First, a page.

Fathoming the Depth
Despite their heavyweight presence in international trade, the BRICS countries are barely integrated into global financial and human flows and interact with one another on an exceedingly limited scale. Yet Pankaj Ghemawat, who co-authored the Depth Index of Globalization, believes that this state of affairs still offers great opportunities. If the BRICS decide to seriously tackle globalization issues, they stand to tap into new and powerful growth points.
BRICS Business Magazine describes its “supreme purpose” as “to offer a direct information nexus between key BRICS cities” rather than the typical indirect path that “reaches the developing world through the developed markets.” The Depth Index of Globalization (DIG) 2013 (free download at www.ghemawat.com/dig), which I co-developed with Steven A. Altman, sheds light both on the limited direct interactions between the BRICS countries as well as the limited depth of their international activity on a global basis. DIG was assembled based entirely on hard data, and extends beyond only information flows to also capture the trade, capital, and people flows (the report’s four ‘pillars’ of globalization) among 139 countries that together account for 99% of the world’s GDP and 95% of its population.
Before delving into the BRICS countries specifically, let us start with some perspective on the state of globalization worldwide. World trade as a percentage of GDP dipped slightly in 2012 – although rounded off, it remained at 32%, slightly below its all-time (pre-crisis) peak. And foreign direct investment (FDI) dropped by 18%. But the recovery in international portfolio equity, the gradual increase in international people flows, and the more rapid increase in cross-border information flows paint a more positive picture than a narrow focus on trade and FDI would imply.
Looking beyond only trends over the past year, globalization was hit hard at the onset of the crisis in 2008 and, despite a partial recovery since then, the world remains less deeply globalized than it was before the crisis began. The world, in absolute terms, is also far less globalized than commonly presumed. Surveys of business executives I have conducted indicate that even experienced international business leaders tend to overestimate the depth of trade, capital, information, and people flows by three times or more. The share of the world’s population who are first generation immigrants, for example, is only three percent – the same as it was in 1910! Western Europeans guess immigrants make up 25% of their countries’ populations, about twice the correct answer of 12%. Americans are even further off, guessing 42% (versus the correct answer of 14%).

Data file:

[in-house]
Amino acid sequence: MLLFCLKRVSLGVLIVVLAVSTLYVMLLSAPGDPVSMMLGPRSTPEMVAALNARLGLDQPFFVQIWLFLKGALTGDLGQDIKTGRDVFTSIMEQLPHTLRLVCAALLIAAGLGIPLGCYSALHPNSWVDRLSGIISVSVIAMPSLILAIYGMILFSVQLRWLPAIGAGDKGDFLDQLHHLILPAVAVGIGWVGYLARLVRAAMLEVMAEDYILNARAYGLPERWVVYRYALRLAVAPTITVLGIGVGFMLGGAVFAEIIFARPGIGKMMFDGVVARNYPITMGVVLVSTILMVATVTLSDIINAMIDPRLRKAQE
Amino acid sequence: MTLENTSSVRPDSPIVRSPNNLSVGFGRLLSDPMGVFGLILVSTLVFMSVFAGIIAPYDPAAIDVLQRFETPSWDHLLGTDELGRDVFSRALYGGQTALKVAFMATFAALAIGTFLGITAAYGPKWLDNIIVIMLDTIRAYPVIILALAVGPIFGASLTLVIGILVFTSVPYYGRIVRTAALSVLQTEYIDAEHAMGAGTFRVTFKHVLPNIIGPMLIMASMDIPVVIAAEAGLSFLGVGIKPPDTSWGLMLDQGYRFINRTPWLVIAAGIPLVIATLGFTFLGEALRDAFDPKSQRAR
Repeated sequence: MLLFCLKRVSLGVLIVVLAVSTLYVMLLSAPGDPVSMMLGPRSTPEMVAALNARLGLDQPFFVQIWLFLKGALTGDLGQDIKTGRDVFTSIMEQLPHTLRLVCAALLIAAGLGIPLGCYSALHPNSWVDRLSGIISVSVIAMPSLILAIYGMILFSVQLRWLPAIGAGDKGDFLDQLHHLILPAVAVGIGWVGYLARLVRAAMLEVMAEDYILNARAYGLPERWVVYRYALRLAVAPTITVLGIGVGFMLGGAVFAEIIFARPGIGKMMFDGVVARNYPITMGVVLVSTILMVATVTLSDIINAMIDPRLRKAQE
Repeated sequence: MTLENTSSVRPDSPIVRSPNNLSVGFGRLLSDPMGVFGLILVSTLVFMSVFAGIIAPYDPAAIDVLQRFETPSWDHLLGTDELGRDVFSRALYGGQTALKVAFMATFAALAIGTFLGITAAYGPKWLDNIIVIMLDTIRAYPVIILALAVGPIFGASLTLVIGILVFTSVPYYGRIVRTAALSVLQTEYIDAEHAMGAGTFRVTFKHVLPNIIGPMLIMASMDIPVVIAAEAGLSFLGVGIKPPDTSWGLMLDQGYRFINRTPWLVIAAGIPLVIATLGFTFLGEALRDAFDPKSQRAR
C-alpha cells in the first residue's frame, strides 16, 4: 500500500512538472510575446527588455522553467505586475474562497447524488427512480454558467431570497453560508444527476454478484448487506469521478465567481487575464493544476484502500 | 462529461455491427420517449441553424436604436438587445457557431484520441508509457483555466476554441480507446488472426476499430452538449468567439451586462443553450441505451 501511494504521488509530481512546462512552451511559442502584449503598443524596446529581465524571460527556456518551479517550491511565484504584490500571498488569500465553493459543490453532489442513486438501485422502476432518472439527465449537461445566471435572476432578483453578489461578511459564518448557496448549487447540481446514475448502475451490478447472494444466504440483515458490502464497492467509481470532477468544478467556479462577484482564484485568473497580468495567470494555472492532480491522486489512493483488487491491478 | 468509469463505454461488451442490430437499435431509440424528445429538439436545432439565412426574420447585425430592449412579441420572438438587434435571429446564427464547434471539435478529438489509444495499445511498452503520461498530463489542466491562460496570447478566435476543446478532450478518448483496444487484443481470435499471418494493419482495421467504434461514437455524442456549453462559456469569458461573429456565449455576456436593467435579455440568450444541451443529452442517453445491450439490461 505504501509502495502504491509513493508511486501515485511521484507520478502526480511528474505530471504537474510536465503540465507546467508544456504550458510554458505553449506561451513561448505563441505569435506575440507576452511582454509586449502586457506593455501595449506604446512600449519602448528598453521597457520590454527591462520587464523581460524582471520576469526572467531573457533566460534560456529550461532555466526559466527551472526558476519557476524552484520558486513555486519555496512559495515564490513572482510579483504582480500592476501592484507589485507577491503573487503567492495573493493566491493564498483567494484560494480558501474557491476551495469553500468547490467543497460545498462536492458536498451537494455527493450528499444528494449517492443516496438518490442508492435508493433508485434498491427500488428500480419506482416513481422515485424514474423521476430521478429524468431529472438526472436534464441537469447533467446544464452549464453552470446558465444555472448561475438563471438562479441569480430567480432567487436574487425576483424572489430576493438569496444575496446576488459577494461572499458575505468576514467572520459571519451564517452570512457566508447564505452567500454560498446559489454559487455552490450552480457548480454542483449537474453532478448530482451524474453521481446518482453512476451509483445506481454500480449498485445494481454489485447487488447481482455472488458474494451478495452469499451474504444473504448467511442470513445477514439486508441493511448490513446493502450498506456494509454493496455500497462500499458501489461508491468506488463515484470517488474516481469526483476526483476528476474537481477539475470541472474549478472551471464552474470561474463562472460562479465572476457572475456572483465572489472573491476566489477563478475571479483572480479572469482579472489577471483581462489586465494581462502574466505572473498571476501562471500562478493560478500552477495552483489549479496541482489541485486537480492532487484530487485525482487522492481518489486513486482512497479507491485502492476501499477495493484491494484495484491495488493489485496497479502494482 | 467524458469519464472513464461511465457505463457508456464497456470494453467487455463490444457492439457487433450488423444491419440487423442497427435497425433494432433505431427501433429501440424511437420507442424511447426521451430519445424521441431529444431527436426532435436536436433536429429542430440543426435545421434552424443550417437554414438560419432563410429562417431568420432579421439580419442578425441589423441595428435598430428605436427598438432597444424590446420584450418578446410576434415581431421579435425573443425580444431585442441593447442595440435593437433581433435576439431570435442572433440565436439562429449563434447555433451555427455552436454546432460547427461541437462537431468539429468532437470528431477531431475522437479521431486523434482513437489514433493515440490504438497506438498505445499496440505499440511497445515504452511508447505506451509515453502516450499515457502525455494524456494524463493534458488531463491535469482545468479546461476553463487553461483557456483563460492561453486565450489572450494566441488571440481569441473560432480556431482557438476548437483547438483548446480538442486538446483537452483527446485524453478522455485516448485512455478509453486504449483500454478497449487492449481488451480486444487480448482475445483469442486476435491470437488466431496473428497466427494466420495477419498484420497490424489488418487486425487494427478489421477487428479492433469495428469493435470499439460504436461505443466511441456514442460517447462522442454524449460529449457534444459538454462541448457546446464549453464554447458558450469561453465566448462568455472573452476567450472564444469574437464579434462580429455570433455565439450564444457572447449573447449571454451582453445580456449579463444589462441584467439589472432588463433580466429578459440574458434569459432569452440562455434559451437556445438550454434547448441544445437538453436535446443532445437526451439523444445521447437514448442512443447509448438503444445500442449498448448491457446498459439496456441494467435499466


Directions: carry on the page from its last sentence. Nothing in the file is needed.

Turning then specifically to the BRICS countries, these large emerging economies rank near the bottom of the index, but that result should not be viewed with as much alarm as one might initially suppose. Large economies tend to have a higher proportion of their economic activity taking place within their national borders rather than spanning across them. Also, emerging economies generally tend to be less globalized than advanced economies: they trade about as intensively, but are only one-quarter as tied into international capital and people flows and one-ninth as connected to international information flows. Nonetheless, the BRICS countries’ results generally do indicate very substantial untapped opportunities for this group of economies to strengthen and benefit more from globalization.
Brazil ranks 130th out of 139 countries on this year’s depth index, which is unchanged from the previous year. But beyond that, there are three key findings worth noting. The country performs very poorly on the people pillar and is substantially below average on the information pillar. Also, Brazil ranks last in the world on trade depth: Merchandise exports and imports each account for only 10% of the country’s GDP.
Contrast this with Russia, which derives 26% of its GDP from merchandise exports (more than twice as much as Brazil) and continues to run a trade surplus equal to about seven percent of GDP – half the levels of 2005/6, but still substantial. Russia also performs marginally better than the others on capital. However, inbound FDI is a particular area of weakness for Russia. Among the 39 countries analyzed in the European region, Russia ranks last (95th out of 139 countries on this year’s DIG).